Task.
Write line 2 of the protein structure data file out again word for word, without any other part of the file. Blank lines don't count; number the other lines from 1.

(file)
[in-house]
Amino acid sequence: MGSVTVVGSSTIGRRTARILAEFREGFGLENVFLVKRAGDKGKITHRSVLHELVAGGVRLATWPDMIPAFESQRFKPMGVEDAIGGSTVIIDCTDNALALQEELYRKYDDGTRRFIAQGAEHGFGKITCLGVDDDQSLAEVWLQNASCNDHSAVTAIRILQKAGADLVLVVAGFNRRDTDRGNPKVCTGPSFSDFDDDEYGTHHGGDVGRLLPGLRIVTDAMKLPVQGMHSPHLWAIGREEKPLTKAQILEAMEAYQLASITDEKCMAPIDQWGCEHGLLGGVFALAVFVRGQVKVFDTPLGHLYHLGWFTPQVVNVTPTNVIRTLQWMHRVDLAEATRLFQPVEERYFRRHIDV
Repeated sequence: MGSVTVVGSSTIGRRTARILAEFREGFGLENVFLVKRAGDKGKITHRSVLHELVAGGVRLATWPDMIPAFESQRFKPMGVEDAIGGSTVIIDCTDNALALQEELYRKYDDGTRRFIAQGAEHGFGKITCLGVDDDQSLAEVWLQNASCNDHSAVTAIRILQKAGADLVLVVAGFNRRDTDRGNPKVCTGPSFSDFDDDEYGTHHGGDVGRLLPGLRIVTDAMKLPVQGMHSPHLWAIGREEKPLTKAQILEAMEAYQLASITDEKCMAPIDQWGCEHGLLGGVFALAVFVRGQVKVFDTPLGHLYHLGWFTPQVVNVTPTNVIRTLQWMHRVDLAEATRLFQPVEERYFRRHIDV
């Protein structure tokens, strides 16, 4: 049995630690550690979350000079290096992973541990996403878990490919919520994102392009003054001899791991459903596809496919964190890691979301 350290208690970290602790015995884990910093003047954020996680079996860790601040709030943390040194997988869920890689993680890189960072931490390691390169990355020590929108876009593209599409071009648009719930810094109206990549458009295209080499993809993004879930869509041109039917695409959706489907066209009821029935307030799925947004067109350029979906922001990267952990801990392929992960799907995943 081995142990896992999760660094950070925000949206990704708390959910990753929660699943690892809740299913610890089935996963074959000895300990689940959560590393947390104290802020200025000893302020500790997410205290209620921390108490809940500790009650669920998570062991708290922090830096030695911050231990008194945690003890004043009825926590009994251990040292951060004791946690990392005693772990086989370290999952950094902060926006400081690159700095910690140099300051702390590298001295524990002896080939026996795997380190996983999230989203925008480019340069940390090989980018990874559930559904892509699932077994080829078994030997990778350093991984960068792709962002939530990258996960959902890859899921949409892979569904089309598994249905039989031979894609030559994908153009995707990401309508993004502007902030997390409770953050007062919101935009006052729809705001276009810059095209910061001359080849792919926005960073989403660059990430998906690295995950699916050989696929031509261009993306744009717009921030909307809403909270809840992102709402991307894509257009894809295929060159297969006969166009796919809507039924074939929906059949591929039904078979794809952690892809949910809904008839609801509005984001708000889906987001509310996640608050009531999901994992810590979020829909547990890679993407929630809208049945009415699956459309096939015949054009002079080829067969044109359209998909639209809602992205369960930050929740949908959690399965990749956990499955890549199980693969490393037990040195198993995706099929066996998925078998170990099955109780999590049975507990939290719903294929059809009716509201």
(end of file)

Amino acid sequence: MGSVTVVGSSTIGRRTARILAEFREGFGLENVFLVKRAGDKGKITHRSVLHELVAGGVRLATWPDMIPAFESQRFKPMGVEDAIGGSTVIIDCTDNALALQEELYRKYDDGTRRFIAQGAEHGFGKITCLGVDDDQSLAEVWLQNASCNDHSAVTAIRILQKAGADLVLVVAGFNRRDTDRGNPKVCTGPSFSDFDDDEYGTHHGGDVGRLLPGLRIVTDAMKLPVQGMHSPHLWAIGREEKPLTKAQILEAMEAYQLASITDEKCMAPIDQWGCEHGLLGGVFALAVFVRGQVKVFDTPLGHLYHLGWFTPQVVNVTPTNVIRTLQWMHRVDLAEATRLFQPVEERYFRRHIDV